Updated January 30, 2020
The CDC confirmed the first case of coronavirus in Chicago on January 13th, 2020 since then 5 other cases have been noted in the United States, including the first person-to-person transmission in Chicago as a result of that first case. A woman traveling from China via O’hare International Airport tested positive for the virus and is being quarantined. The Chicago case was the second confirmed case in the United States with the first appearing in Everett, Washington.
Chinese officials have traced the origin of the outbreak to Wuhan and the government has instituted travel bans and lockdowns to contain the virus.
What are U.S. Airports Doing?
The CDC has initiated the screening of Wuhan passengers at 5 International airports in the United States. International travel from Wuhan into the United States has been restricted to these locations.
- Los Angeles International Airport
- John F. Kennedy Internation Airport in New York
- San Francisco International Aiport
- Hartsfield-Jackson Atlanta International Airport
- Chicago O’Hare International Airport.
Confirmed cases of Wuhan Coronavirus
The First Outbreak of Coronavirus, H7N9 Occured in 2013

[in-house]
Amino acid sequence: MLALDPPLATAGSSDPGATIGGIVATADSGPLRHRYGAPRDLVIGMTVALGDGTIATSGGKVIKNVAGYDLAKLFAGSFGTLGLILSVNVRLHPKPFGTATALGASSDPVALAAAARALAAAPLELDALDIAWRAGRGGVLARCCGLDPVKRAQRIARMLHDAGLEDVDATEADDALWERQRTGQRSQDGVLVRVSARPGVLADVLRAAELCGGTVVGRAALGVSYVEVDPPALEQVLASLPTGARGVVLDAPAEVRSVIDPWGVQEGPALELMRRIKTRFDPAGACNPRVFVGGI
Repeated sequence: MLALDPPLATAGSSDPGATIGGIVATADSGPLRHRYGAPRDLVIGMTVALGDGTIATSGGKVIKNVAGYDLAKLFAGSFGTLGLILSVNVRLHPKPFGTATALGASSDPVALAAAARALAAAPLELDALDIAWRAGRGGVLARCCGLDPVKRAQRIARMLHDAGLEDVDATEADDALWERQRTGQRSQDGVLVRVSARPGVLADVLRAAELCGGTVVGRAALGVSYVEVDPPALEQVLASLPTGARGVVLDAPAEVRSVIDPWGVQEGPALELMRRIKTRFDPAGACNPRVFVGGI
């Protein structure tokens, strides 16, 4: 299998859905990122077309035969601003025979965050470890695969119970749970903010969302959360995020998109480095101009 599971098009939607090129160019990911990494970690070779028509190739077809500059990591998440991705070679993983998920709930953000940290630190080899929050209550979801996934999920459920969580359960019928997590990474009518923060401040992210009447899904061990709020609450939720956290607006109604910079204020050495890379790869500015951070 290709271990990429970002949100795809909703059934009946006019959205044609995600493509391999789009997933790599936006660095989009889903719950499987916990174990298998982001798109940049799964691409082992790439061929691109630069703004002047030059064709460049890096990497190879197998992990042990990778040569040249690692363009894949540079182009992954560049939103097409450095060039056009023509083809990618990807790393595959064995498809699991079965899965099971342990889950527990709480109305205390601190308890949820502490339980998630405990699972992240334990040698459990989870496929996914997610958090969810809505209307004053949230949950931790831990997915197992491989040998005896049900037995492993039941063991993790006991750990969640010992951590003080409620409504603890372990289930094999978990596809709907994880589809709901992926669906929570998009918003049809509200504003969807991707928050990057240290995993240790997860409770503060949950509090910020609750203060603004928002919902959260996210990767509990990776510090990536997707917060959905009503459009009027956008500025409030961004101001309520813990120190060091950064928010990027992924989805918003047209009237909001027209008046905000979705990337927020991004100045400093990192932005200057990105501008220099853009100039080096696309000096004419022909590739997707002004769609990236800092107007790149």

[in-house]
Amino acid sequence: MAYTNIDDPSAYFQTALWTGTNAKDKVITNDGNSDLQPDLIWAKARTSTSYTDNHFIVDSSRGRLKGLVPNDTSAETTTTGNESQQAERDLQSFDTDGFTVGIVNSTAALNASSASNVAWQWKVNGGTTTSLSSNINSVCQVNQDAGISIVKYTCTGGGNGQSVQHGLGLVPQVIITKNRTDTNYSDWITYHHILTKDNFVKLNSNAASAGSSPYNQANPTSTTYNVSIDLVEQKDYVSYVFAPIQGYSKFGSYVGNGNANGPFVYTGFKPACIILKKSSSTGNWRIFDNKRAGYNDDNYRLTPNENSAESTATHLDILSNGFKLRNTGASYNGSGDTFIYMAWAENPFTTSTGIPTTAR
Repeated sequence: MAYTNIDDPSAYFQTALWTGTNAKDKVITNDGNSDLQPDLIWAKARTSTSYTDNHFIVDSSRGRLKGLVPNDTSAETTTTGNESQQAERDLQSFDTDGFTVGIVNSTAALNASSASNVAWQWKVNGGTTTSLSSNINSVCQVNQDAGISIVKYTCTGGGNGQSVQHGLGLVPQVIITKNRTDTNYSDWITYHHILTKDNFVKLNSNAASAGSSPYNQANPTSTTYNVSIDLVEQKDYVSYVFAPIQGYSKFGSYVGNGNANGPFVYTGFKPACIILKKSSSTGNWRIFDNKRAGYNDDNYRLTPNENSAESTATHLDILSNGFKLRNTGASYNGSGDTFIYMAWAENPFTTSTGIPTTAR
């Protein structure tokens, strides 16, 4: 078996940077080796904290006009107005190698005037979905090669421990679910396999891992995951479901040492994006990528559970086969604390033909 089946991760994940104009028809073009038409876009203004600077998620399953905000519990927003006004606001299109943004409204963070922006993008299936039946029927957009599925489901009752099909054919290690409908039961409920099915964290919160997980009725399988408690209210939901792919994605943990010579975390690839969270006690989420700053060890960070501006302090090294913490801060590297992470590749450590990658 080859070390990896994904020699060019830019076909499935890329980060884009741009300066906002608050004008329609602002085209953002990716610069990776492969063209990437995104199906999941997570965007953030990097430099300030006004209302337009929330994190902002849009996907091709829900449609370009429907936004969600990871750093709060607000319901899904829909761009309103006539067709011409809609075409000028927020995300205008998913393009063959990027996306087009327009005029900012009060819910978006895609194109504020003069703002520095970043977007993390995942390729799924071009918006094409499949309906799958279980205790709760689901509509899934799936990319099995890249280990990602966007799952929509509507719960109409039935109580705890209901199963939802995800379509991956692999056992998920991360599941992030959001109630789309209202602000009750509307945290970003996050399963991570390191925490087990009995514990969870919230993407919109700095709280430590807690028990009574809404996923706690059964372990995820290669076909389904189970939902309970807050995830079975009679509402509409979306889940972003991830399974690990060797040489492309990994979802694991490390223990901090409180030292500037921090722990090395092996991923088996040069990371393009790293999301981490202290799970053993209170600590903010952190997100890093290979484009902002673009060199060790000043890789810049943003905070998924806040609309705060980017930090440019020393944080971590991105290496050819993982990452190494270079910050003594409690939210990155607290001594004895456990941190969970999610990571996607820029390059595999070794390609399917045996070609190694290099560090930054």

In 2013 the World Health Organization (WHO) called the H7N9 virus one of the “most lethal” because it was more severe than previously know bird flu strains.
At that time there were 108 cases and 23 fatalities. That about a 21% mortality rate. Scientists and health professionals have shown concern that this strain of bird flu seems to be developing much more quickly than the H5N1 strain that caused such concern.
Know the Symptoms of the Coronavirus
- Runny Nose
- Coughing with Sputum
- Sore Throat
- Difficult Breathing
- Chest Pain
- Muscle Pain
How to Protect Yourself from Infection
The virus does not appear to be easily transmitted through the air which is this good news for travelers. Infection occurs through direct contact with infected persons or animals.
- Avoid contact with sick individuals who have a fever, cough, runny nose or other symptoms of a virus
- Wash hands regularly
- Avoid touching your face or mouth with hands
- Do not shake hands
- Wear a protective mask in confined public spaces
Prepare For a Serious Outbreak
Scientists across the United States are working to create a vaccine for the H7N9 coronavirus, but don’t expect one any time soon. It will take months of clinical trials and more than a year for a vaccine to be made available should a suitable vaccine be created.
Should an outbreak occur, you’ll want to be prepared with emergency supplies, drinking water and food that will allow you to remain quarantined at home.